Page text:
The beauty business in India has come a long way. From being a very small part of the
But it’s not all good news here. Like several big businesses, the Indian beauty business is also run by people whose eyes are so transfixed at the bottom-line that they barely see the world is changing around them. Indian companies are yet to cotton on to global trends, many of which are hugely driven by a changing social and political scene.
The cosmetics industry in the USA has seen amassive overhaul in the last few years. Almost 40 per cent of the USA is coloured people, and yet makeup giants like L’Oreal, Dior and Estee Lauder have catered to a white and mostly blonde woman. With a shifting demographic, and smaller disruptive players coming on to retail shelves, consumer tastes leaned towards newer, more inclusive and ethically conscious brands.
Racism has been one of American liberalism’s greatest bugbears, and a constant topic to deal with in corporate offices.
Companies were quick to show support by presenting advertising campaigns that stood up for equal rights. Soon, consumers started demanding more than just lip service. A small LA-based beauty company, Uoma Beauty, started a social media campaign called @pullupforchange, asking companies to reveal the data of black employees on its staff. Beauty companies owned by coloured people began to demand equal shelf space at retail stores. British-Nigerian John Boyega quit as Estee Lauder’s brand ambassador when they removed his campaign for Jo Malone for their Chinese audience.
In India, some celebrities have questioned Hindustan Unilever’s Fair & Lovely product and campaigns, but have been ignored by the company that took solace in its profits instead. In June this year, the same time as Americans took to the streets demanding justice regardless of colour, Unilever and L’Oreal removed references to whitening and fairness from their creams in India and south-east Asia. Fair &Lovely changed to Glow & Lovely. Its campaign now features a brown-skinned woman singing a rap song and showing signs of belated, perhaps even clichéd, empowerment.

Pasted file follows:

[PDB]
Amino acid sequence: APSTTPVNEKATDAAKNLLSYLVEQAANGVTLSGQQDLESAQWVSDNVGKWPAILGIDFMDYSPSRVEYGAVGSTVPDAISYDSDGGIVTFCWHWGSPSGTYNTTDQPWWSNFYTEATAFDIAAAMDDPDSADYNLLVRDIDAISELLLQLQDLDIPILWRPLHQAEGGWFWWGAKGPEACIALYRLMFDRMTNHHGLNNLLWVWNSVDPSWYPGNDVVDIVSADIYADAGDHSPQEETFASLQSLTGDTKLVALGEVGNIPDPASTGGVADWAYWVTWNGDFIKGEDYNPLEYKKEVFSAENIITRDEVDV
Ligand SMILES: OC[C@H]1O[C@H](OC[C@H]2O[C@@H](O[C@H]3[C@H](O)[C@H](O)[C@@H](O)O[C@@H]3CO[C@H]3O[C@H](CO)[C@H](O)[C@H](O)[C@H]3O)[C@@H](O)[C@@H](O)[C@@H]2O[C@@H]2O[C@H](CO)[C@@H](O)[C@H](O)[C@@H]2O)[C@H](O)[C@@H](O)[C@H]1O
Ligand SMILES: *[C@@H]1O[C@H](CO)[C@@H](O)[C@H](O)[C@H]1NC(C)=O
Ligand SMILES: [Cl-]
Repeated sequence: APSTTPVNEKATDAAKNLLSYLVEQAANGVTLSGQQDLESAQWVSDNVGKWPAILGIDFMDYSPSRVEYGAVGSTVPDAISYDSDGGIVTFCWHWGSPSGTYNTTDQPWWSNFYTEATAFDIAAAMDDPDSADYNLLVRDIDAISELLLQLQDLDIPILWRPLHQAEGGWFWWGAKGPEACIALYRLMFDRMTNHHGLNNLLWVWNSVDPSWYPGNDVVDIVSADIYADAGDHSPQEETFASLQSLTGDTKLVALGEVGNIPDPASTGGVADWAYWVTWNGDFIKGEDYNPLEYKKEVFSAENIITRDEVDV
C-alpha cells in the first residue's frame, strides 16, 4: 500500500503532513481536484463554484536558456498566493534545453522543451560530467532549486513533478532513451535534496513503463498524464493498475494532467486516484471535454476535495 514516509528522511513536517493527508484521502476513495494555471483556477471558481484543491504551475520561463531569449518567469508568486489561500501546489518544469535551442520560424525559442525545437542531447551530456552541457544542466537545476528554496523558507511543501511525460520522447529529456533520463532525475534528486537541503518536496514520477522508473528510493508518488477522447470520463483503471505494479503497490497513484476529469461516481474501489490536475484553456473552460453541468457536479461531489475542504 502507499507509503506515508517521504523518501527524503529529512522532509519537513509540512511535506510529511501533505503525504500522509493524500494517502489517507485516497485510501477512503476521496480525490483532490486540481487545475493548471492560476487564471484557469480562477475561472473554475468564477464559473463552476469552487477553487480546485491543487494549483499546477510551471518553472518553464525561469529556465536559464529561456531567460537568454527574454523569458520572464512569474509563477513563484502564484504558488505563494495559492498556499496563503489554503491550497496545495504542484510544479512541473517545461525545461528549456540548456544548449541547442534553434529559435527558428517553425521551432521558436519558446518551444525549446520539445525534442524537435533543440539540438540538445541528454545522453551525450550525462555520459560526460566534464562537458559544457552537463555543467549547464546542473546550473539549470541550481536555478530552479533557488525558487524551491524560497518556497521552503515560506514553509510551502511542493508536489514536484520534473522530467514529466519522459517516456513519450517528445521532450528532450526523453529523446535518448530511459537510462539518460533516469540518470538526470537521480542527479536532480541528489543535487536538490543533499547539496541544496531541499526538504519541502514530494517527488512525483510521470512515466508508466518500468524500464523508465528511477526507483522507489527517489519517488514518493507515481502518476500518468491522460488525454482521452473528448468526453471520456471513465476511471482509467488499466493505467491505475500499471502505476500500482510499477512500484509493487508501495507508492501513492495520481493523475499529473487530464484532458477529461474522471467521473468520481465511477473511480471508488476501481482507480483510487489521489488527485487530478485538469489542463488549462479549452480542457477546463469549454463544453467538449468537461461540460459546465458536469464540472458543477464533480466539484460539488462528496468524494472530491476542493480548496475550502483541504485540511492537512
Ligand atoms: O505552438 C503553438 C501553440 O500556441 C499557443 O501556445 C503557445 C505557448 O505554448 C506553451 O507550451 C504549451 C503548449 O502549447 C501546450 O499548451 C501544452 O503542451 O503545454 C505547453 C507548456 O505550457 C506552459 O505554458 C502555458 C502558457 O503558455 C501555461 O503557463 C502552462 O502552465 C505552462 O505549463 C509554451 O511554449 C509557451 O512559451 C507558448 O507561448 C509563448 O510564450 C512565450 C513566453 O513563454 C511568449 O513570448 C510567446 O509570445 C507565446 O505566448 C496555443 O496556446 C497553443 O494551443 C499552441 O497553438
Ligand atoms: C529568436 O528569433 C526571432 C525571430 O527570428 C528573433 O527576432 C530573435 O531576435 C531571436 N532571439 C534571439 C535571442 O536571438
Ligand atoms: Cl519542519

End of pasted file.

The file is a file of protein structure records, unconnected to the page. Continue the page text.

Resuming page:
The fashion and beauty industries are grappling with a new moral reckoning. Issues of diversity, sustainability and toxic management are routinely brought up by avant-garde platforms like DietSabya, one of social media’s biggest influencers. DietSabya reviewed the fashion films presented by various designers in Mumbai and New Delhi via their digital fashion weeks using ‘curvy models’ as a box to be checked. Only two labels won its nod here: Gaurav Gupta and Shivan & Narresh.
The talented V Sunil (he worked on the Make in India campaign and is a founding trustee of the Kochi-Muziris biennale) has introduced a pop-culture and counter-culture merchandising company called Motherland, that has just launched a ‘Dark & Lovely’ tshirt to counter Unilever’s troublesome title.
Much of India’s growth is coming from its changing demographic, too. The cosmetics arena is now largely a younger user’s game, one who is entirely comfortable using a smartphone and ordering online. Nykaa and Sugar are both tech successes, thanks to their strengths in ecommerce. Falguni Nayar’s eight-year-old Nykaa has a valuation at $ 750 million, and is close to becoming a unicorn soon.
Unusually, India’s thriving beauty business scores on another issue. It is largely owned by women, and its offices usually have a majority of women employees. Forest Essentials, Goodearth’s Paro, Biotique,
But Indian corporates are still a conservative bunch. It would be interesting to see a true social disruptor script a success story. That would be just beautiful.
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